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FAQs on Transportation Management Systems

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We recently sat down with enVista’s Geoff Milsom and asked him to share some of the most frequently asked questions he and his team receive about Transportation Management Systems (TMS).  Those questions are presented below, as are Geoff’s insightful answers.

Q: I’m hearing a lot about TMS recently, and want to know if my company is a good candidate for a TMS?

A: Currently, only about 40 percent of qualified shippers are using a TMS.

This means that there are a lot of companies out there that have not yet unlocked the value of using a TMS. With that being said, shippers need to understand how they might benefit from a system, and not every shipper has the same needs. It’s really better to understand what current problems there are in the sourcing, planning, executing, and payment process that might best justify the investment in a system.

Q: What are some benefits of TMS for shippers?

A: Well, it depends on the type of operation or shipper you are.

Generally speaking, there are savings from better rate management and carrier selection, optimization, EDI/connectivity, process improvements, and analytics. Roughly speaking, a shipper can save 2-15 percent depending on what they can implement effectively.  For example, retailers who are controlling their inbound might find significant savings from consolidation and optimization from gaining better visibility to their inbound orders. A manufacturer or distributor might gain the most value from better carrier selection and outbound route optimization. All companies generally benefit from the visibility and event management; they can be more proactive and avoid “problem” shipments, which provides better service to their own operation or to their customers.

Q: How much does a TMS cost?

A: TMS pricing varies based on the vendors and delivery model.

Some TMS providers price based on the freight spend because they know that larger shippers will have a larger return-on-investment (ROI). Other vendors charge based on the transaction count. There are several ways to purchase a TMS, but the most common are 1.) purchasing a perpetual license or 2.) Software-as-a-Service (Saas). Purchasing a license is more costly upfront, however the long-term costs are lower. SaaS is a cheaper “rental” model, but long-term, the shipper will pay more. It’s just like renting a home versus buying one.

Q: Are there any other TMS costs besides the TMS license or subscription?

A: Yes, there are a few.

There is annual maintenance, which is usually 20 percent of the license. Also, you’ll have to subscribe to several 3rd party software, such as rating modules for carrier pricing like SMC3’s Czarlite or mileage engines like PM*Miller or Rand McNally. Finally, you’ll have to pay for implementation; this can be very pricey depending on the scope, complexity of the operation, integration requirements, and training. Implementation can be done by the software provider or by a third party.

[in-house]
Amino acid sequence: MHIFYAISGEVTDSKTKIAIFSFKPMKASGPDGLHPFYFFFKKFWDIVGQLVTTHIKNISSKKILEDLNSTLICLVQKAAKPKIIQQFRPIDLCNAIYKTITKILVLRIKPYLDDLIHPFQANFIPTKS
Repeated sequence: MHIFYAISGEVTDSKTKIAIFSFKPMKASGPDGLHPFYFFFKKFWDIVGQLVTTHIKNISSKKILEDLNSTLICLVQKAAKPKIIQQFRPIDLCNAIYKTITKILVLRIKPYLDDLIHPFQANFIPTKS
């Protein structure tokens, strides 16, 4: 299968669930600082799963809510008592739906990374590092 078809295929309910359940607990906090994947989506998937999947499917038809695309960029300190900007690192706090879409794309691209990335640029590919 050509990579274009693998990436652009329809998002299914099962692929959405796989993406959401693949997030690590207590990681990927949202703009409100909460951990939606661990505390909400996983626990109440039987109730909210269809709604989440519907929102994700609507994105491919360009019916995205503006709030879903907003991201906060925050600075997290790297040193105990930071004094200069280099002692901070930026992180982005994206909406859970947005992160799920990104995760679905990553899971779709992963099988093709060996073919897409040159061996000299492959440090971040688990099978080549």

Q: How long does a TMS implementation take?

A: Much like implementation cost, this can vary based on many factors.

We typically see implementations taking 12 – 16 weeks, but they can take much longer for a phased implementation (different business units or domestics vs. international). There are opportunities for shorter implementations, but those are generally for very simple operations with a narrow scope.

Q: How many users can we have on a TMS?

A: The number of users is highly variable.

And many software providers do not price based on the number of users, so there is no reason to worry about user count. Before we think about users, we think about the different roles that there are in a transportation environment. There are internal users such as buyers, planners, coordinators, sales, analysts, admins, a super-user, and accounting. Externally, a shipper might want to provide access to vendors/suppliers, carriers/freight forwarders/brokers, and customers. After this is established, we figure out how many users will benefit from, or add-value to, accessing this TMS platform. We have implemented systems for companies with only 20 users, and for companies with 5,000 users.

Q: How do I start the process of getting a TMS?

A: There are few ways to do it.

But I would recommend collecting all of your freight spend and graphically displaying your transportation flows. Then, you should look for the broken transportation related processes within your organization. These two steps will help you identify and target the ROI opportunities. Then, you should begin building your business case for investing in a TMS. Do not underestimate the work that it will take to build that business case – you will likely get one shot to sell it internally, and you’ll also use that business case to help software providers and implementers understand the problem they will eventually try to solve.

Think about a TMS with the perspective of “What is my biggest problem, and how much money will I save by fixing it?” Then, see how the different TMS platforms might solve it. If a TMS cannot accommodate your business rules or processes, then you need to think about revamping your processes; the tools are very mature now, so they should be able to replicate or improve your unique business requirements.

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